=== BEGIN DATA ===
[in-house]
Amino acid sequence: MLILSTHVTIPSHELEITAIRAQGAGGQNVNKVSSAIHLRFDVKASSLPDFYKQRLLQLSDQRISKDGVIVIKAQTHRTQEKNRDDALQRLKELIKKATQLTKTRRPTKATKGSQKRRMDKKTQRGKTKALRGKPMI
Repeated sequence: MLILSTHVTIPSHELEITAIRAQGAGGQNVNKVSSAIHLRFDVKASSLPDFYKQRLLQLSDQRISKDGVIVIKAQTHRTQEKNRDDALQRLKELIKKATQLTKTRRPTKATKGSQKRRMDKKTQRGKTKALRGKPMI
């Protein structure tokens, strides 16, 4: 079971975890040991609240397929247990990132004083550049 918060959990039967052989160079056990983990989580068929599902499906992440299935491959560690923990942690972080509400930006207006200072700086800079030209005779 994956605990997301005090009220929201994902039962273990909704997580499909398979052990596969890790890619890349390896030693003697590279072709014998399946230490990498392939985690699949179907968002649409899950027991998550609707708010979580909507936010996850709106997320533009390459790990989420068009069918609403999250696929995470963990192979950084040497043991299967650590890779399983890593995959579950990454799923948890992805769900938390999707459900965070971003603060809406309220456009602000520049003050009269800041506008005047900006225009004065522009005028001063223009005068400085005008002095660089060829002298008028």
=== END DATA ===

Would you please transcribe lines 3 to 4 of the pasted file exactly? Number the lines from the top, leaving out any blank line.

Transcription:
Repeated sequence: MLILSTHVTIPSHELEITAIRAQGAGGQNVNKVSSAIHLRFDVKASSLPDFYKQRLLQLSDQRISKDGVIVIKAQTHRTQEKNRDDALQRLKELIKKATQLTKTRRPTKATKGSQKRRMDKKTQRGKTKALRGKPMI
């Protein structure tokens, strides 16, 4: 079971975890040991609240397929247990990132004083550049 918060959990039967052989160079056990983990989580068929599902499906992440299935491959560690923990942690972080509400930006207006200072700086800079030209005779 994956605990997301005090009220929201994902039962273990909704997580499909398979052990596969890790890619890349390896030693003697590279072709014998399946230490990498392939985690699949179907968002649409899950027991998550609707708010979580909507936010996850709106997320533009390459790990989420068009069918609403999250696929995470963990192979950084040497043991299967650590890779399983890593995959579950990454799923948890992805769900938390999707459900965070971003603060809406309220456009602000520049003050009269800041506008005047900006225009004065522009005028001063223009005068400085005008002095660089060829002298008028």